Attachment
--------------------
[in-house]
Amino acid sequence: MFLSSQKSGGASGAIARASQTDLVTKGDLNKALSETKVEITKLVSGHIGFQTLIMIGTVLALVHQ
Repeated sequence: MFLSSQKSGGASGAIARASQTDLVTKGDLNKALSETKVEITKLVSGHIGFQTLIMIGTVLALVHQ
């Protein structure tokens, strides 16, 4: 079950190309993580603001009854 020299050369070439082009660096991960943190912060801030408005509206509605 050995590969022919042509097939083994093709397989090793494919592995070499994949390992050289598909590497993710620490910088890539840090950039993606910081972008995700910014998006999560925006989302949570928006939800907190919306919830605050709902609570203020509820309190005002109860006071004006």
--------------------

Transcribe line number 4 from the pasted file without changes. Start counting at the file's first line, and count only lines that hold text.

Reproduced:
């Protein structure tokens, strides 16, 4: 079950190309993580603001009854 020299050369070439082009660096991960943190912060801030408005509206509605 050995590969022919042509097939083994093709397989090793494919592995070499994949390992050289598909590497993710620490910088890539840090950039993606910081972008995700910014998006999560925006989302949570928006939800907190919306919830605050709902609570203020509820309190005002109860006071004006």